LCH’s Position in respect of Pre-cessation Triggers in relation to SwapClear
LCH Circular No: 4071
Date: 20 December 2019
To: All SwapClear Participants
LCH Group (“LCH”), and its SwapClear business, supports the continuing industry-wide initiatives regarding the transition to risk-free rates (“RFRs”), including the adoption of ISDA fall-backs and the switch to discounting in Secured Overnight Financing Rate (“SOFR”) and other RFRs. A central objective of this work is to ensure that contracts referencing these rates contain well-defined fall-back procedures to ensure they continue to perform in cases where the original benchmark is considered non-representative of the underlying market. Work has recently focused on scenarios in which a benchmark ceases to be representative, as determined by the relevant competent authority.
LCH has closely monitored ISDA’s work in this regard and continues to engage with regulatory authorities and market participants regarding our response. We support the FCA’s and other regulators’ position that it is important that a benchmark is representative of the relevant underlying market.
If the competent authority supervising a benchmark provider were to announce that a specific benchmark was considered non-representative we would find it challenging, from a risk management and regulatory perspective, to continue to clear swaps linked to such a benchmark. For this reason, we continue to consider the consequences if an existing benchmark (for example a LIBOR) were deemed to be non-representative.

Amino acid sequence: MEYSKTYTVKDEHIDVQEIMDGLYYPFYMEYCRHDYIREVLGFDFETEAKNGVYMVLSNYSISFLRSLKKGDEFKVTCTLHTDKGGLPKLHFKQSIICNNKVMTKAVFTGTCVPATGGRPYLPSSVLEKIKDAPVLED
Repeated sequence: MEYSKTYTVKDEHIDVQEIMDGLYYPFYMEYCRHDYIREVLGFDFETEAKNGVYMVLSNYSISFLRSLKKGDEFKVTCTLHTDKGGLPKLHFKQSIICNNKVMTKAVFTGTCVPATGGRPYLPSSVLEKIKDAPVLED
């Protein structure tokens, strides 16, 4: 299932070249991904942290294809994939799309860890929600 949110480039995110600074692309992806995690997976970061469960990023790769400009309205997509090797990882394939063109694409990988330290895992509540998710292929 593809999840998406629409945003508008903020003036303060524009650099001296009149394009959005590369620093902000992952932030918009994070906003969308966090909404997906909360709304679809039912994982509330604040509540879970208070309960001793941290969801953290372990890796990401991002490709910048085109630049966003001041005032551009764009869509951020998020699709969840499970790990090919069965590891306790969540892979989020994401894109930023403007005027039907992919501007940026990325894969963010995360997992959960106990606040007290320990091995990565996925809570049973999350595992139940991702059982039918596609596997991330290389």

Notwithstanding our existing powers to use alternative rates, LCH will shortly be consulting market participants on a proposed rulebook change to provide for an automatic trigger into fallback arrangements where the relevant authority determines an existing benchmark to be non-representative. In the rulebook change to be put forward for consultation LCH is planning to propose the same approach that is planned to be used in respect of permanent cessation triggers. That is, to use the adjusted RFR as formulated in the relevant ISDA supplemented IBOR definition together with a credit spread adjustment, as applicable at the time that the relevant benchmark is determined to be non-representative.
Such considerations require thorough legal and regulatory analysis and governance review, and we are currently considering the possible options in this context. We will provide an update on the consultation process in due course.